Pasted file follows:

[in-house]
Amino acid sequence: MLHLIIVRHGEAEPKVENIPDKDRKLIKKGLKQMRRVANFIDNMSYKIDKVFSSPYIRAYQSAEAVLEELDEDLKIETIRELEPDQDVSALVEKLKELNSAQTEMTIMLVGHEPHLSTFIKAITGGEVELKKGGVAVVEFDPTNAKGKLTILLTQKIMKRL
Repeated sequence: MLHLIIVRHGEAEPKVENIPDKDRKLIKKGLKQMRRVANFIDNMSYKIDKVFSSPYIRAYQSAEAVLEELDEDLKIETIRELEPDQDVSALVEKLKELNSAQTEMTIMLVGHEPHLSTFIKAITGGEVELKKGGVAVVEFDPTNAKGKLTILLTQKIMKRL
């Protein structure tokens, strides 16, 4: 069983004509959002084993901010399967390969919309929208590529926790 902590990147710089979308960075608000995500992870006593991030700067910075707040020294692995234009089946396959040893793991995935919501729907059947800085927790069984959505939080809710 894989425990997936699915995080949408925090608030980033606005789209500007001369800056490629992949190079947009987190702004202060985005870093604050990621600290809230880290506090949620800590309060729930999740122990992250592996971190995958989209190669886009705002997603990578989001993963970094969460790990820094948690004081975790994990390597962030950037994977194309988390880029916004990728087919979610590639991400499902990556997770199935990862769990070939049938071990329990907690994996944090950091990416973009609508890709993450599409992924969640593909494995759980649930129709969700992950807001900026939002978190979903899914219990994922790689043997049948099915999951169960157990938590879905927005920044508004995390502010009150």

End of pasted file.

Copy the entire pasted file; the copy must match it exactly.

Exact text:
[in-house]
Amino acid sequence: MLHLIIVRHGEAEPKVENIPDKDRKLIKKGLKQMRRVANFIDNMSYKIDKVFSSPYIRAYQSAEAVLEELDEDLKIETIRELEPDQDVSALVEKLKELNSAQTEMTIMLVGHEPHLSTFIKAITGGEVELKKGGVAVVEFDPTNAKGKLTILLTQKIMKRL
Repeated sequence: MLHLIIVRHGEAEPKVENIPDKDRKLIKKGLKQMRRVANFIDNMSYKIDKVFSSPYIRAYQSAEAVLEELDEDLKIETIRELEPDQDVSALVEKLKELNSAQTEMTIMLVGHEPHLSTFIKAITGGEVELKKGGVAVVEFDPTNAKGKLTILLTQKIMKRL
């Protein structure tokens, strides 16, 4: 069983004509959002084993901010399967390969919309929208590529926790 902590990147710089979308960075608000995500992870006593991030700067910075707040020294692995234009089946396959040893793991995935919501729907059947800085927790069984959505939080809710 894989425990997936699915995080949408925090608030980033606005789209500007001369800056490629992949190079947009987190702004202060985005870093604050990621600290809230880290506090949620800590309060729930999740122990992250592996971190995958989209190669886009705002997603990578989001993963970094969460790990820094948690004081975790994990390597962030950037994977194309988390880029916004990728087919979610590639991400499902990556997770199935990862769990070939049938071990329990907690994996944090950091990416973009609508890709993450599409992924969640593909494995759980649930129709969700992950807001900026939002978190979903899914219990994922790689043997049948099915999951169960157990938590879905927005920044508004995390502010009150």